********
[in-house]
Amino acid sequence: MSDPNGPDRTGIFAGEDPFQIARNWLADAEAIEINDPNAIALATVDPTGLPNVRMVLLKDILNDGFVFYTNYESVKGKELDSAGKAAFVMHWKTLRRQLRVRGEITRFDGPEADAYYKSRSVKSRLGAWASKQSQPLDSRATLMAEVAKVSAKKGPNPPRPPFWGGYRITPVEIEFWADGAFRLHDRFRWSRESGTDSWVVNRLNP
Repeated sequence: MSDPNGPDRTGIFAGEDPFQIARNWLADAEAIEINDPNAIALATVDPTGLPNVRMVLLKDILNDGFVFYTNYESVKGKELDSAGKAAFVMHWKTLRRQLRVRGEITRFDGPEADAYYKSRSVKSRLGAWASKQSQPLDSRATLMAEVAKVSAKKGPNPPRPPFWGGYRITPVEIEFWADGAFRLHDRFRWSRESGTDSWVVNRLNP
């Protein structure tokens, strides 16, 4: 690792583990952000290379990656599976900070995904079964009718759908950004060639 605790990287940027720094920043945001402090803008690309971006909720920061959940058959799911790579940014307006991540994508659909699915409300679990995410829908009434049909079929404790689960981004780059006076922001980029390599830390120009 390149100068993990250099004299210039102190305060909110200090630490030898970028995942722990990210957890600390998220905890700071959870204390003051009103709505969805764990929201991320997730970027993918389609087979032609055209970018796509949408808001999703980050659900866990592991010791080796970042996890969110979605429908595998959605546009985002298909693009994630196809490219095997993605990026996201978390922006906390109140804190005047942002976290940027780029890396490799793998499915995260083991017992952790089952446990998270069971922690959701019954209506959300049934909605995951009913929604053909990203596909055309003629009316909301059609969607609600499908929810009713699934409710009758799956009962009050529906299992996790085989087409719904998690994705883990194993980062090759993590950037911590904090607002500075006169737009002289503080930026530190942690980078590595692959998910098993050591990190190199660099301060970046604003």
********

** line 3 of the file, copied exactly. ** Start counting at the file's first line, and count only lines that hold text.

Repeated sequence: MSDPNGPDRTGIFAGEDPFQIARNWLADAEAIEINDPNAIALATVDPTGLPNVRMVLLKDILNDGFVFYTNYESVKGKELDSAGKAAFVMHWKTLRRQLRVRGEITRFDGPEADAYYKSRSVKSRLGAWASKQSQPLDSRATLMAEVAKVSAKKGPNPPRPPFWGGYRITPVEIEFWADGAFRLHDRFRWSRESGTDSWVVNRLNP